Studies show racing games promote risky driving
Culver City (CA) - Two separate studies, one in Germany and the other in the United Kingdom, have concluded that playing racing video games promotes risky driving behavior, particularly among men.
A research paper published in the Journal of Experimental Psychology by the Ludwig-Maximilians University and the Allianz Center for Technology in Germany found a correlation between playing racing games and more risky driving habits through three different methods.
In the first test subjects were asked to rate both their gaming and real world habits on a scale of 0-10 agreeing or disagreeing with statements such as "I mostly respect speed limits". In this there was a correlation between risky driving behavior and gaming habits, but on its own this would not be conclusive.
In the second test 83 volunteers were divided up between those playing racing games such as Burnout, Midnight Racer and Need for Speed; and those playing neutral games like FIFA 2005, Tak and Crash Bandicoot. Again a correlation was found between playing the racing games and risky behavior, versus playing the neutral games where there was no major increase in risky driving behavior.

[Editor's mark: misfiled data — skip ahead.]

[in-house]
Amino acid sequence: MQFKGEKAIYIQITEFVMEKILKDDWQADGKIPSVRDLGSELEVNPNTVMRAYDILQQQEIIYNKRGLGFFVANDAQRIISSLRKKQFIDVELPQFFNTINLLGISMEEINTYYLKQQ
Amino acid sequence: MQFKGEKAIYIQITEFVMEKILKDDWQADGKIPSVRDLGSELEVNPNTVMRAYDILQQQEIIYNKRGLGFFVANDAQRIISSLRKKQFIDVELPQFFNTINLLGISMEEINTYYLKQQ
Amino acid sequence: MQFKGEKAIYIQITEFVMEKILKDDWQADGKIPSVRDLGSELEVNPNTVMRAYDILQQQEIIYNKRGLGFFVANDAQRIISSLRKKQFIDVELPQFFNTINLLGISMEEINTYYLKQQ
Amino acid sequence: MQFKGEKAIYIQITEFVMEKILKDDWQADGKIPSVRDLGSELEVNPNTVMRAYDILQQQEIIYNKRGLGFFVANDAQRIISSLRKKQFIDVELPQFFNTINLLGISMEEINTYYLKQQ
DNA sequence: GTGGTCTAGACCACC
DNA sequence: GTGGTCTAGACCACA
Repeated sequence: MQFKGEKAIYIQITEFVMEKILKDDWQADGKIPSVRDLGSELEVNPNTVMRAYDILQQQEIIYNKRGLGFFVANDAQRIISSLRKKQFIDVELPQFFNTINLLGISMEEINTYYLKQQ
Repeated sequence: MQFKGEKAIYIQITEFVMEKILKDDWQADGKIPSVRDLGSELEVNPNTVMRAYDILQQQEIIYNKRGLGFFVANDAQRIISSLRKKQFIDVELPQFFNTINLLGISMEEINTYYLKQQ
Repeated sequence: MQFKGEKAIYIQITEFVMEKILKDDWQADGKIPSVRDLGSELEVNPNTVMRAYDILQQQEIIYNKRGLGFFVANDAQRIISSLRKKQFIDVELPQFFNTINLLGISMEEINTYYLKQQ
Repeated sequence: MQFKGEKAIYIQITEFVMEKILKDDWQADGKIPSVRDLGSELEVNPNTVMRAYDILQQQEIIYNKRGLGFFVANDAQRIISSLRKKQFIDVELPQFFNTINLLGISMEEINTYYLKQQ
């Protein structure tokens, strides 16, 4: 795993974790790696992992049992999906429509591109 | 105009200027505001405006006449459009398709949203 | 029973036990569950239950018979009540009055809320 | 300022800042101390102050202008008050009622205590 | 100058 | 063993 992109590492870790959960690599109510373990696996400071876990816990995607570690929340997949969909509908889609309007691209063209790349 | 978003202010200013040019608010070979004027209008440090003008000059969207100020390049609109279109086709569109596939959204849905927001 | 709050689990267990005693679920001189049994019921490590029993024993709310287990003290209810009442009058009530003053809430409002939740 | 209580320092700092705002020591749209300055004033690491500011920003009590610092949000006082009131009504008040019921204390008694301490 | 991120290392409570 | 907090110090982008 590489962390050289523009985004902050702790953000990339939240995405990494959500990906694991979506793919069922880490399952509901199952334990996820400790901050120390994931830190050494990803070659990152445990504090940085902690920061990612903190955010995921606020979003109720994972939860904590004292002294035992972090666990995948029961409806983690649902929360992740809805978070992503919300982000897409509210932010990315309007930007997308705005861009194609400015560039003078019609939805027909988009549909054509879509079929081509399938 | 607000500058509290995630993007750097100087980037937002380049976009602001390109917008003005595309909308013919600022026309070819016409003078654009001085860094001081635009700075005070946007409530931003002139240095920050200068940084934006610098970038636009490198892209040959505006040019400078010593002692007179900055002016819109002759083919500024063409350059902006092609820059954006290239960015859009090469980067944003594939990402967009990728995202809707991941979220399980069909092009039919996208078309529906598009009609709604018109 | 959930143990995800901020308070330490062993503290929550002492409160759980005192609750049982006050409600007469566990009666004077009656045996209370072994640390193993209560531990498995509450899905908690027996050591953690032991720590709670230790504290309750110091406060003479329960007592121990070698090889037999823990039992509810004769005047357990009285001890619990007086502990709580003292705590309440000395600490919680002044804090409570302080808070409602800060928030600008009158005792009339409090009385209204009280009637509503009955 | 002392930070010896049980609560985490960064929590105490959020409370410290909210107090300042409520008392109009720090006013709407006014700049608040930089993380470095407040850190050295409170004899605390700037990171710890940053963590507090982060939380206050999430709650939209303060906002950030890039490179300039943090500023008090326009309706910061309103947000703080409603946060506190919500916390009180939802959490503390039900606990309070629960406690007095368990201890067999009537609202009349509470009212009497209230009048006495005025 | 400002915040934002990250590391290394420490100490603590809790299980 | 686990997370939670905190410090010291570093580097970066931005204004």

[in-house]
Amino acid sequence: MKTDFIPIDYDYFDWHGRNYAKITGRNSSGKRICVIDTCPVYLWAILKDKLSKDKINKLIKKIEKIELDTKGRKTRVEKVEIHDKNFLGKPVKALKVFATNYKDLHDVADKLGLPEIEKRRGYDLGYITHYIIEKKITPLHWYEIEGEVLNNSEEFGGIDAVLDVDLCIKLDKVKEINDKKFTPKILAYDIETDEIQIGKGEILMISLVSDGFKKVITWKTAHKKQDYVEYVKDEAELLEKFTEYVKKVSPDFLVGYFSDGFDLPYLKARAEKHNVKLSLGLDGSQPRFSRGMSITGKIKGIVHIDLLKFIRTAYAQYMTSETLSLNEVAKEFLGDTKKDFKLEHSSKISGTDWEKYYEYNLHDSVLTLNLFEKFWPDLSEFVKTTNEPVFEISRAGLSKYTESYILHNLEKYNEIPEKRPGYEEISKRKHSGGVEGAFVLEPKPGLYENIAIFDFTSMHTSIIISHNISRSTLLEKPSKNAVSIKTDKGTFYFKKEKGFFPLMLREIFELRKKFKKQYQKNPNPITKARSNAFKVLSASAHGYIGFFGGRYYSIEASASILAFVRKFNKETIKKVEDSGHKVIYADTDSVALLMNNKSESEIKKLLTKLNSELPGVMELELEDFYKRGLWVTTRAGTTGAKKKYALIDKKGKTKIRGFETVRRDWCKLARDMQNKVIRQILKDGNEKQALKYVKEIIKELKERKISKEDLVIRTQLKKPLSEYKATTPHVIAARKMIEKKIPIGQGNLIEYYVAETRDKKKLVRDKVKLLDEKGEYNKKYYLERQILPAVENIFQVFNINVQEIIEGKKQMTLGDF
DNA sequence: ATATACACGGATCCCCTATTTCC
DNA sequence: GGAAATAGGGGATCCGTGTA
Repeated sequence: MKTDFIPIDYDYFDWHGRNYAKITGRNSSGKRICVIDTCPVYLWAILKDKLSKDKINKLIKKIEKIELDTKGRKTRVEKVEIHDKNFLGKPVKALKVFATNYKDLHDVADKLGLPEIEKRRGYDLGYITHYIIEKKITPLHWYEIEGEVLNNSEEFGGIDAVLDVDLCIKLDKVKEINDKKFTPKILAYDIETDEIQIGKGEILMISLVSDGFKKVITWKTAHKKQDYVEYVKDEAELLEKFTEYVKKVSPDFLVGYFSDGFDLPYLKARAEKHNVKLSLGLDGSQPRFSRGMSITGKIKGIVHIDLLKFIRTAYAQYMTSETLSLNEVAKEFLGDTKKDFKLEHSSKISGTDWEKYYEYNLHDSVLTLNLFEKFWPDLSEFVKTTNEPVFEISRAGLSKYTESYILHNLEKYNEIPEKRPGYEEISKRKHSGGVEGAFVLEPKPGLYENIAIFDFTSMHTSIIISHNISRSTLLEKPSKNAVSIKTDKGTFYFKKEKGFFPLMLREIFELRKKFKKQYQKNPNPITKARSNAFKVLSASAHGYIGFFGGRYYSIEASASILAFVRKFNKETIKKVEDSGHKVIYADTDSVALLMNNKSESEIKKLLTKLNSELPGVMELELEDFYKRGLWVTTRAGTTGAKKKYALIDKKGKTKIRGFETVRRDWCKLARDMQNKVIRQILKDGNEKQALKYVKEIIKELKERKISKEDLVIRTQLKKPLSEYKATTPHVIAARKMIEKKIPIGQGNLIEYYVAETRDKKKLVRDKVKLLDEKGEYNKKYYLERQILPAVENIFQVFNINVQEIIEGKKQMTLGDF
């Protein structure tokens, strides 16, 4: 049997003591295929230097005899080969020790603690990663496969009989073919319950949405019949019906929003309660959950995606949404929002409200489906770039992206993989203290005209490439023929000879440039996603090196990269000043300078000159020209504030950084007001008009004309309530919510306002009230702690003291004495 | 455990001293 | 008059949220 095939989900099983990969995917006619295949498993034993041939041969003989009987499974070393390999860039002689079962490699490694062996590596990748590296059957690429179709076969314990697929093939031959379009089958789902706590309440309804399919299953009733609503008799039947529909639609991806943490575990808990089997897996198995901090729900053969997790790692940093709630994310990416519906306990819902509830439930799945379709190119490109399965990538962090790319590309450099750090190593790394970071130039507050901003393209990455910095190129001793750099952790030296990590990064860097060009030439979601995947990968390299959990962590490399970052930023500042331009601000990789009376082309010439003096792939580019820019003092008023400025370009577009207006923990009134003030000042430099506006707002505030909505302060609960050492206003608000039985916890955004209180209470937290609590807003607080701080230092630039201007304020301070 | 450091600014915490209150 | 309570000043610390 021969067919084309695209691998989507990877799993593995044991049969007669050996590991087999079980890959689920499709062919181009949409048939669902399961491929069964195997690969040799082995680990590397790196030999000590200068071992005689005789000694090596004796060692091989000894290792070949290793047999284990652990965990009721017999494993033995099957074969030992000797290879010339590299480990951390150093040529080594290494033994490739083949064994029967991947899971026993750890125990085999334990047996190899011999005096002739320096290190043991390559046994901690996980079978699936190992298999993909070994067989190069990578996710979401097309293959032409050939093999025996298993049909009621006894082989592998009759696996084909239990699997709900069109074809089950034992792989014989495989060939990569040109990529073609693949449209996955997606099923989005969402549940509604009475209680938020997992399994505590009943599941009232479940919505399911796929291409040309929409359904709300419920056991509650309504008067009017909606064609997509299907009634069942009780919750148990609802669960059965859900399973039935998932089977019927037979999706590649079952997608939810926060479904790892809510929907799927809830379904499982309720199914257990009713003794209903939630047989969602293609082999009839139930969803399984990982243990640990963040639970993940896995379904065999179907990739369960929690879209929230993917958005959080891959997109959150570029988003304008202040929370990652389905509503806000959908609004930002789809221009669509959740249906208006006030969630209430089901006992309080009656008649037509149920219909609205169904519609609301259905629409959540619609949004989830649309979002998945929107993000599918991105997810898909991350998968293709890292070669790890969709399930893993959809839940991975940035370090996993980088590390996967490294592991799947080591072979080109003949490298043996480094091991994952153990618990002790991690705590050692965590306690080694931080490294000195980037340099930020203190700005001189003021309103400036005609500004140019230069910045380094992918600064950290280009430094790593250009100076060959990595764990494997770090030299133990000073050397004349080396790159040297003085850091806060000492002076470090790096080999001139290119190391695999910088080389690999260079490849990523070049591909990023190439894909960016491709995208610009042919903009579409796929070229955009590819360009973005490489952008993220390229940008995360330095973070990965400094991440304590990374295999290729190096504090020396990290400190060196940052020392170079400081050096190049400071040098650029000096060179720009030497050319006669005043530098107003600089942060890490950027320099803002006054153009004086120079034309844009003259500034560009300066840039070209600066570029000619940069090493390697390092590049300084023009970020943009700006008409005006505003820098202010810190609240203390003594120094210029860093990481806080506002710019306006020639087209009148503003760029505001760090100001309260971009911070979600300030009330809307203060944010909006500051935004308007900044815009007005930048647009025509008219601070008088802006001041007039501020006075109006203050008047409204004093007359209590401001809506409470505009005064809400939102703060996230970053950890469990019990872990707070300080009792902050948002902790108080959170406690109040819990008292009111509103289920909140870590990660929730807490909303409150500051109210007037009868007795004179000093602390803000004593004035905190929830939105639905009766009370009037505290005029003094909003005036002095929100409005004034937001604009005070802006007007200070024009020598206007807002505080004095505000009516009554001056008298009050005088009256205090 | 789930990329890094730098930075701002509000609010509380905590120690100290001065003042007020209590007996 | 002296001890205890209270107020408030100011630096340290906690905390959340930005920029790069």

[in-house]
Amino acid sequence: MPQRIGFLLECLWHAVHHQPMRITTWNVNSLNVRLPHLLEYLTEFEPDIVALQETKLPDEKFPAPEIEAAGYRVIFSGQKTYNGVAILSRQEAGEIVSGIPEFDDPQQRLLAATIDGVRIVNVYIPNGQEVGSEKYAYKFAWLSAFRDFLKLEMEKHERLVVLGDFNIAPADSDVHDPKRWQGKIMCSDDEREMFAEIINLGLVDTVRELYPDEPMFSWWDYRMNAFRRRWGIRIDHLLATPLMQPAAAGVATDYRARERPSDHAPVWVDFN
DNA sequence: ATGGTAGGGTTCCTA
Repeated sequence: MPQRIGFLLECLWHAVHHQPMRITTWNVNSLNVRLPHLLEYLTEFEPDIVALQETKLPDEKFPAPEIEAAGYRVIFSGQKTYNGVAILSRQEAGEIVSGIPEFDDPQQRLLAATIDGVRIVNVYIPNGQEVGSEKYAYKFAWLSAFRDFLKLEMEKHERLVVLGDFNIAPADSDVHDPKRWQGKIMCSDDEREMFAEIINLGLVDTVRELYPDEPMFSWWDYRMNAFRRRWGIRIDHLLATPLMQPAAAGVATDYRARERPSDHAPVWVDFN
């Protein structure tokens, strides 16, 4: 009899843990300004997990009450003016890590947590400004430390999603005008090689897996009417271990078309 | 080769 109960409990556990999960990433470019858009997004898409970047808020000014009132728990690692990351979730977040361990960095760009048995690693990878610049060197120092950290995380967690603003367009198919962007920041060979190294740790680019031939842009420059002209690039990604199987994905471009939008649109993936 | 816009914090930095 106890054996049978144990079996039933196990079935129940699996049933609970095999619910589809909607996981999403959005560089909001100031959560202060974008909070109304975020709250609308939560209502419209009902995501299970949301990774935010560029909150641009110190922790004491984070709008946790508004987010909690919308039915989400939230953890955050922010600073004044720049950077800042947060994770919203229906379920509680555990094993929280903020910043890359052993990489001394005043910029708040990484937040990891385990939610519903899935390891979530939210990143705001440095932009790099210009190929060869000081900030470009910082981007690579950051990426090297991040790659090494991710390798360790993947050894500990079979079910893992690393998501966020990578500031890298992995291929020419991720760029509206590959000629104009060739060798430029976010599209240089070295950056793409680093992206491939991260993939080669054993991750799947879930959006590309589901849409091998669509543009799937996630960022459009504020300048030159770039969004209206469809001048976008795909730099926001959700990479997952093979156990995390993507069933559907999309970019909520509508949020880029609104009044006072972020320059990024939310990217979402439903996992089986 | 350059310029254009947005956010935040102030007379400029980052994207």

In the third test players were given the Vienna Test, which is used to evaluate risk-taking behavior, after playing either racing games or neutral games; with Medal of Honor substituting for Crash Bandicoot as MoH requires some aggression. Once again a correlation was found between risky driving and playing racing games.
In the study in the United Kingdom similar conclusions were reached, with 27% of under 24's admitting to more dangerous driving after gaming, though 34% of young drivers also believed that playing racing video games improves their driving skills.
The results of these studies could have wide implications as the insurance industry takes more of an interest in the correlation between road accidents and video gaming. The German study was underwritten by Allianz, one of the largest motor insurance companies in the world.